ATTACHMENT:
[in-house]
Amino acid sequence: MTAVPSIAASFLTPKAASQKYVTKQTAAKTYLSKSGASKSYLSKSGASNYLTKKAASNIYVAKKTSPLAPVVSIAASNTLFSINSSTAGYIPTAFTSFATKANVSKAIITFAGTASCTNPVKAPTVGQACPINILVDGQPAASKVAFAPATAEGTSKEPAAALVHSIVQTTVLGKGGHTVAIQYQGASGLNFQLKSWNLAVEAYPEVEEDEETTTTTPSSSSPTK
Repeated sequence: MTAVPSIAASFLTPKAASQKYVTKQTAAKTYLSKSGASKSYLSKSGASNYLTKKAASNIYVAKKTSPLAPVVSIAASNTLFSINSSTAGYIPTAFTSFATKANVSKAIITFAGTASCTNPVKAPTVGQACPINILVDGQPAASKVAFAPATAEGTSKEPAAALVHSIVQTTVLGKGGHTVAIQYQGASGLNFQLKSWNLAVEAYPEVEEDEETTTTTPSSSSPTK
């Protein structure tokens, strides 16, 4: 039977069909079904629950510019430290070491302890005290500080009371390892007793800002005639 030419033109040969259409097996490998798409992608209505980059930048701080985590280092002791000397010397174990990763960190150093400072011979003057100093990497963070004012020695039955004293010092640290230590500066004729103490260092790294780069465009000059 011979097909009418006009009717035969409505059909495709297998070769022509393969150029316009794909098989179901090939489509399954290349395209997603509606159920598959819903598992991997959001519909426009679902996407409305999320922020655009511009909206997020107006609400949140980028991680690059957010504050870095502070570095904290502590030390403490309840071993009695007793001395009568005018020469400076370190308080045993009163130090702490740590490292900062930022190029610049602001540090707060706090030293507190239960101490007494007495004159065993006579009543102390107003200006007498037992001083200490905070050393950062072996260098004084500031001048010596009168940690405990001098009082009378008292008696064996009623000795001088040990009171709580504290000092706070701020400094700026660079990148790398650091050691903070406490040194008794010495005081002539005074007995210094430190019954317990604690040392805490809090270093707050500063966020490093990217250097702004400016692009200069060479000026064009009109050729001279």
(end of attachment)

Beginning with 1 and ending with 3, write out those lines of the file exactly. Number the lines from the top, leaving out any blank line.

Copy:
[in-house]
Amino acid sequence: MTAVPSIAASFLTPKAASQKYVTKQTAAKTYLSKSGASKSYLSKSGASNYLTKKAASNIYVAKKTSPLAPVVSIAASNTLFSINSSTAGYIPTAFTSFATKANVSKAIITFAGTASCTNPVKAPTVGQACPINILVDGQPAASKVAFAPATAEGTSKEPAAALVHSIVQTTVLGKGGHTVAIQYQGASGLNFQLKSWNLAVEAYPEVEEDEETTTTTPSSSSPTK
Repeated sequence: MTAVPSIAASFLTPKAASQKYVTKQTAAKTYLSKSGASKSYLSKSGASNYLTKKAASNIYVAKKTSPLAPVVSIAASNTLFSINSSTAGYIPTAFTSFATKANVSKAIITFAGTASCTNPVKAPTVGQACPINILVDGQPAASKVAFAPATAEGTSKEPAAALVHSIVQTTVLGKGGHTVAIQYQGASGLNFQLKSWNLAVEAYPEVEEDEETTTTTPSSSSPTK